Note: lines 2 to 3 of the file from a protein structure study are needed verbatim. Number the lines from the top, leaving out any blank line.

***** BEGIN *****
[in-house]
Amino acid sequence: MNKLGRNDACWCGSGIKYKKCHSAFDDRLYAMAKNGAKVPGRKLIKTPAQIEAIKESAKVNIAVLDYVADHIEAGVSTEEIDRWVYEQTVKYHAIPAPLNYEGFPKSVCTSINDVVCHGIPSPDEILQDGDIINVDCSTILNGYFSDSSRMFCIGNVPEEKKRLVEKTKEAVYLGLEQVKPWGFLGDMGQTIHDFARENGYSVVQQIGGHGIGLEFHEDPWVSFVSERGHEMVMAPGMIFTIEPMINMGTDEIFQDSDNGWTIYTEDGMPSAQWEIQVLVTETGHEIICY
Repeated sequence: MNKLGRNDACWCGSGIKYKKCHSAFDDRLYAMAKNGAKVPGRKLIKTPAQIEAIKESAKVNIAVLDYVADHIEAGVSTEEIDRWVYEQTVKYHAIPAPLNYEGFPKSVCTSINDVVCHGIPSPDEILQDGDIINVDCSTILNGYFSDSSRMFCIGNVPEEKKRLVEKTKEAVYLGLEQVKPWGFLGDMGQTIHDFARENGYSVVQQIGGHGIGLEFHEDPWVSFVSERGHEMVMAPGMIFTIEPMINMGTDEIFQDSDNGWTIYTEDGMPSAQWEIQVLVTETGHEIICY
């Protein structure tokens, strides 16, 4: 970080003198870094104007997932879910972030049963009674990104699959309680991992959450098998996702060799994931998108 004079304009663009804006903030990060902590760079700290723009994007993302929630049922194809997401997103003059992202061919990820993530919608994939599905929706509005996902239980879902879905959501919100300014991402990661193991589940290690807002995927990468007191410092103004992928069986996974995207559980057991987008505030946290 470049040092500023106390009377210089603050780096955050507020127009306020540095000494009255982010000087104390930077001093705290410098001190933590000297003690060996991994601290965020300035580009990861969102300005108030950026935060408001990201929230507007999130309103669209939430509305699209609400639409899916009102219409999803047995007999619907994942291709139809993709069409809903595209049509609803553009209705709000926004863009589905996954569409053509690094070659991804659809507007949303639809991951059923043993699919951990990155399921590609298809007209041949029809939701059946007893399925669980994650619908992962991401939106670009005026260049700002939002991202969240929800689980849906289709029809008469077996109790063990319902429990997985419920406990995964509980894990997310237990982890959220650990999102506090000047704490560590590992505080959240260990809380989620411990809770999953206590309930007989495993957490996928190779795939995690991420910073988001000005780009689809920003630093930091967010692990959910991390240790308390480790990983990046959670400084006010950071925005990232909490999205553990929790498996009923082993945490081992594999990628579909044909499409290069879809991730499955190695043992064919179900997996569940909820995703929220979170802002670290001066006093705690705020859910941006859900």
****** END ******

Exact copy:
Amino acid sequence: MNKLGRNDACWCGSGIKYKKCHSAFDDRLYAMAKNGAKVPGRKLIKTPAQIEAIKESAKVNIAVLDYVADHIEAGVSTEEIDRWVYEQTVKYHAIPAPLNYEGFPKSVCTSINDVVCHGIPSPDEILQDGDIINVDCSTILNGYFSDSSRMFCIGNVPEEKKRLVEKTKEAVYLGLEQVKPWGFLGDMGQTIHDFARENGYSVVQQIGGHGIGLEFHEDPWVSFVSERGHEMVMAPGMIFTIEPMINMGTDEIFQDSDNGWTIYTEDGMPSAQWEIQVLVTETGHEIICY
Repeated sequence: MNKLGRNDACWCGSGIKYKKCHSAFDDRLYAMAKNGAKVPGRKLIKTPAQIEAIKESAKVNIAVLDYVADHIEAGVSTEEIDRWVYEQTVKYHAIPAPLNYEGFPKSVCTSINDVVCHGIPSPDEILQDGDIINVDCSTILNGYFSDSSRMFCIGNVPEEKKRLVEKTKEAVYLGLEQVKPWGFLGDMGQTIHDFARENGYSVVQQIGGHGIGLEFHEDPWVSFVSERGHEMVMAPGMIFTIEPMINMGTDEIFQDSDNGWTIYTEDGMPSAQWEIQVLVTETGHEIICY